III. The Structure of the Guide

1.12 The Guide is presented in four parts: the foundational blocks, including accounting principles underlying data compilation and consolidation bases— Chapters 26; specific guidance on how to calculate the individual FSIs and metadata reporting—Chapters 710; compilation and dissemination issues likely to be faced by compilers—Chapter 11; and the intersection of FSIs and macroprudential analysis—Chapter 1213.

1.13 The Guide is provided to facilitate the compilation and dissemination of the FSIs agreed by the IMF Executive Board, the IMF/FSB G-20 Data Gaps Initiative (DGI) and the FSI Reference Group. Specifically, the content of each chapter is as follows:

IV. Foundational Blocks

1.14 Chapter 2 of the Guide describes in more detail key aspects of the System of National Accounts 2008 essential for sectoral analysis, including institutional units, residency, institutional sectors, and the financial corporation subsectors. The financial corporations subsector, together with financial instruments and markets and government regulation, comprises the financial sector. The Core FSIs focus on the deposit- taking component of the financial corporations subsector, with additional FSIs providing insights into non-DT financial corporations. The section on the payment system, which appeared in the original 2006 Guide, has been removed from the Guide due to its lesser relevance to the compilers.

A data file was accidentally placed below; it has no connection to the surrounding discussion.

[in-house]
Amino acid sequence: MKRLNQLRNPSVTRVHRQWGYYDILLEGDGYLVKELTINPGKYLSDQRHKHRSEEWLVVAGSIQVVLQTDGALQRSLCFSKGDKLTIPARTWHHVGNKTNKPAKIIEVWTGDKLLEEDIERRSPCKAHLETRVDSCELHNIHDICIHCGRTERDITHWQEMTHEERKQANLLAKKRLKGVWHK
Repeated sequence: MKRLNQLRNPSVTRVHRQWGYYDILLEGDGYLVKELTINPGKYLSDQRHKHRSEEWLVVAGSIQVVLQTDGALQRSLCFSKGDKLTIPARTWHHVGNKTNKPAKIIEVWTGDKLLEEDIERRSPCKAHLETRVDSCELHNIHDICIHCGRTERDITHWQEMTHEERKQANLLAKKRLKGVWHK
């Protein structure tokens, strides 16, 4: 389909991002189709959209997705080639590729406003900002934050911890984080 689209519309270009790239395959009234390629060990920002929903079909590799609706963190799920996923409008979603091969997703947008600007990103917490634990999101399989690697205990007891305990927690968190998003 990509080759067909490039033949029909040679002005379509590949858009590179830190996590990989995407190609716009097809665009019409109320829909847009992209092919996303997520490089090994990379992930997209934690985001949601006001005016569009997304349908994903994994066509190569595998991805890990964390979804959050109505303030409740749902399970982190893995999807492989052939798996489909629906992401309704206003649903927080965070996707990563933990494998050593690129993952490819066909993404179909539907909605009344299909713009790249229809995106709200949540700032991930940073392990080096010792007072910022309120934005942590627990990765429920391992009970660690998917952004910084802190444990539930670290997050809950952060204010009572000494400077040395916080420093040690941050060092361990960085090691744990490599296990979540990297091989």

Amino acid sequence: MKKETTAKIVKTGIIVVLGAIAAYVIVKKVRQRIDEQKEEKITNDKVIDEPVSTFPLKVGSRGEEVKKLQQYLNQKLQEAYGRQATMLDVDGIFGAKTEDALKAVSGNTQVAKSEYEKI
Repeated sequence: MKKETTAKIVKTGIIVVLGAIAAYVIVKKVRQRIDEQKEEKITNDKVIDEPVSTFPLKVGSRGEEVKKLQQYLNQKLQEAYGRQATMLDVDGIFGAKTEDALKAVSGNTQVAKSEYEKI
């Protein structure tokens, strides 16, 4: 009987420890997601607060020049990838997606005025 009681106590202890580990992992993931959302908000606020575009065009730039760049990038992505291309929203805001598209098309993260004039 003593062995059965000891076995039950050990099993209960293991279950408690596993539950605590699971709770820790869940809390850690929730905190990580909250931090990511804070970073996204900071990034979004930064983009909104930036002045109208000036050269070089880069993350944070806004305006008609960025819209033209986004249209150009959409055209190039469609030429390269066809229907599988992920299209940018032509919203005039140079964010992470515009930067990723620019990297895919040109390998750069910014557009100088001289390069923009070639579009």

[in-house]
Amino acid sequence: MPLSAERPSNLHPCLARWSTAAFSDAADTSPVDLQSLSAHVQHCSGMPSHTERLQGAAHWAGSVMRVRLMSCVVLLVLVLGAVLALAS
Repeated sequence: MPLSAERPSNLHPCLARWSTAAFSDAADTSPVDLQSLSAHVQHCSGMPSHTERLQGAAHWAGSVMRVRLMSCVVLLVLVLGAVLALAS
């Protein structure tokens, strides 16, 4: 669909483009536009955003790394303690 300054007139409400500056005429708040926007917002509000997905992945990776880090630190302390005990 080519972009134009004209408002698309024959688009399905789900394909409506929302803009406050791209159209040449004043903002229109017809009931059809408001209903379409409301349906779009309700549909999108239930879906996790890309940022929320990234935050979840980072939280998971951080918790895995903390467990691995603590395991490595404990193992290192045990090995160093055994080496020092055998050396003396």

1.15 Chapter 3 updates and consolidates the coverage of Basel prudential standards relevant for the compilation of FSIs. Previously, the focus was on the original Basel Capital Accord and Basel II, and the information was spread over several chapters. Now, Chapter 3 includes some of the most recent Basel Committee on Banking Supervision enhancements to the Basel II and Basel III frameworks, with a special focus on capital and liquidity standards.

1.16 Tree main contributions stand out in this chapter: an overview of the evolution of the Basel Accords from Basel I to Basel III tailored to FSI compilers; a detailed description of capital and liquidity standards relevant for the compilation of FSIs and a careful description of the aggregation of capital components under different Basel Accords.

1.17 Chapter 4 incorporates advances on accounting practices and defers for the most part to IFRS standards. The major exception is the treatment of general and specific provisions, concepts that are not found in the expected loss model of IFRS 9. Continuing the practice from the previous Guide, and in line with current Basel Committee Guidance, the Guide recommends following national supervisory practices with respect to loan classification and provisioning. The chapter defines short-term maturity as up to three months (e.g., short-term liabilities should include liabilities with remaining maturity of three months or less) addressing a confusion in the 2006 Guide which in some places defined short term maturity as one year or less.